Sticking my oar in, or catching and letting go of the crab

Last week some space was devoted to the crawling, scratching crab, so that perhaps enlarging on the topic “Crab in Idioms” may not be quite out of place. The plural in the previous sentence is an
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Last week some space was devoted to the crawling, scratching crab, so that perhaps enlarging on the topic “Crab in Idioms” may not be quite out of place. The plural in the previous sentence is an overstatement, for I have only one idiom in view. The rest is not worthy of mention: no certain meaning and no explanation. But my database is omnivorous and absorbs a lot of rubbish. Bibliographers cannot be choosers. The topic of this post is the phrase to catch a crab. Those who are active rowers or rowed in the past must have heard it more than once. A century and a half ago, a lively exchange on the origin of this expression entertained the readers of the indispensable Notes and Queries. Especially interesting was a long article by Frank Chance, who started the discussion and whom I try to promote at every opportunity, because it is a shame how few people know his contributions and how seldom they are referred to, especially in comparison to the achievements of his namesake, the baseball. . .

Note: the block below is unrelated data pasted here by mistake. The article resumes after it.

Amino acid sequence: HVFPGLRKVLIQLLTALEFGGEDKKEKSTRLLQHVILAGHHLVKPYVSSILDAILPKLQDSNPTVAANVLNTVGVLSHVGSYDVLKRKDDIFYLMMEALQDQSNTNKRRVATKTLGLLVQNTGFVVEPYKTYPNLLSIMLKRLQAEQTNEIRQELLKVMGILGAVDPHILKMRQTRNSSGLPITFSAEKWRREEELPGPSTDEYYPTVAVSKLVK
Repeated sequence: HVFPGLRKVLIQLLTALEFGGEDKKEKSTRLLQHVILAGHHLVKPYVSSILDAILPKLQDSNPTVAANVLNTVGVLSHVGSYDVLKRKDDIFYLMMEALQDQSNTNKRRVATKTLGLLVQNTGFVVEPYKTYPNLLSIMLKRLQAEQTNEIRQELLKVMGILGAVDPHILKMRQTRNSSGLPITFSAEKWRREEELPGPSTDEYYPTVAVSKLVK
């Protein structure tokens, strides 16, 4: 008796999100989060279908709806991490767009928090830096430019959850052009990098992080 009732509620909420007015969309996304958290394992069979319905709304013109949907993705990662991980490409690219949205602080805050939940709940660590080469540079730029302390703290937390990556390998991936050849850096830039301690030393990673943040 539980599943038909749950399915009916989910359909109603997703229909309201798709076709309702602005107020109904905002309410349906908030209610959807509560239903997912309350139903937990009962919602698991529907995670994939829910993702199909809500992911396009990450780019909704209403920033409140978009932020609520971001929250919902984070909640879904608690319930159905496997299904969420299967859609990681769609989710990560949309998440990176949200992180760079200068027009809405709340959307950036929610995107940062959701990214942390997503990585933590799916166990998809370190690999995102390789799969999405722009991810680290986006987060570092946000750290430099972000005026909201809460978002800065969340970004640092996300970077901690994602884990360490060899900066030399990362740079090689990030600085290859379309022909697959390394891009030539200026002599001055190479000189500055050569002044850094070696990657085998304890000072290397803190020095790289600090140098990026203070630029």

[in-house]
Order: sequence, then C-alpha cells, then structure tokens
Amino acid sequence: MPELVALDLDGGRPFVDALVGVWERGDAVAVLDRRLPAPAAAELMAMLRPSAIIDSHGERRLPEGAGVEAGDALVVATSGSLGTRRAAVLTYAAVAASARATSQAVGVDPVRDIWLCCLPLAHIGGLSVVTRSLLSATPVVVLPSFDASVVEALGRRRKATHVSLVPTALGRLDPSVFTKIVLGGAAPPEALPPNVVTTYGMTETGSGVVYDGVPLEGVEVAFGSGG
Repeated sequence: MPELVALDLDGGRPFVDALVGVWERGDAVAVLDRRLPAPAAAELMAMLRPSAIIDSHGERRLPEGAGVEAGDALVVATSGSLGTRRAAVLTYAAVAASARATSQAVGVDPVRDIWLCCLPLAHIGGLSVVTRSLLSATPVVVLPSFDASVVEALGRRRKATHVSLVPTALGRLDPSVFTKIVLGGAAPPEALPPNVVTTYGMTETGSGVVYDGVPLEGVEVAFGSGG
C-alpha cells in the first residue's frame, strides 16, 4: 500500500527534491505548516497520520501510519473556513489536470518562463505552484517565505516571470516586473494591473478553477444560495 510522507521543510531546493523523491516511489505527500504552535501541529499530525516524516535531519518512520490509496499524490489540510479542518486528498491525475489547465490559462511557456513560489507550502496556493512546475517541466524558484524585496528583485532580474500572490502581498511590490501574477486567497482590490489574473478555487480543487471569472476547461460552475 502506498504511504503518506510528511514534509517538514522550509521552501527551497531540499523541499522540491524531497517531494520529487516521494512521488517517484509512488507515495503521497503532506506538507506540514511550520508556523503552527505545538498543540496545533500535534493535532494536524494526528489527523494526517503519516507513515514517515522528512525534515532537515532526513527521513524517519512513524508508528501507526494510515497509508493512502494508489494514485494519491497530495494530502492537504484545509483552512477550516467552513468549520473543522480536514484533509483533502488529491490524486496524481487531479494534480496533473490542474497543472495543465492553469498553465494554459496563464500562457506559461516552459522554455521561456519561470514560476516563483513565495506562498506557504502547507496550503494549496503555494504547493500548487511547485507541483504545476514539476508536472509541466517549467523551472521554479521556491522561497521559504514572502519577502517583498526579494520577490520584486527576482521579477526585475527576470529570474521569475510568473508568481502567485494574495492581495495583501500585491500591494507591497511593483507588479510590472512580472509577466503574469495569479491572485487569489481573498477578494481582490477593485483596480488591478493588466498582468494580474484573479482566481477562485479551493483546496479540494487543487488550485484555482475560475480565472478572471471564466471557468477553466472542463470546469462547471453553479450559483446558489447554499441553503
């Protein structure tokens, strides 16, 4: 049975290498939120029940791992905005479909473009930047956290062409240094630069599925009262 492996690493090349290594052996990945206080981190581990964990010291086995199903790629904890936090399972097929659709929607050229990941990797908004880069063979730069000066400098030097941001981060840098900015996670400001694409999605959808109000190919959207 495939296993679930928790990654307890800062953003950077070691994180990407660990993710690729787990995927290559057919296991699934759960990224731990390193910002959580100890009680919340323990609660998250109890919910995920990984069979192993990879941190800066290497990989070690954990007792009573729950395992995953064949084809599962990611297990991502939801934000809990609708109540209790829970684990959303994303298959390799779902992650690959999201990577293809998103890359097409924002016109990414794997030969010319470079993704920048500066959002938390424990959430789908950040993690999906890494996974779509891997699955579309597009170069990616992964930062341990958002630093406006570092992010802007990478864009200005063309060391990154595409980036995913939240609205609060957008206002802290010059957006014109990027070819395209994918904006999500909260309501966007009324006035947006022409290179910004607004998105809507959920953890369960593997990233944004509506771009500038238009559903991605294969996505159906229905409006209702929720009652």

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News source: Linguistics – OUPblog

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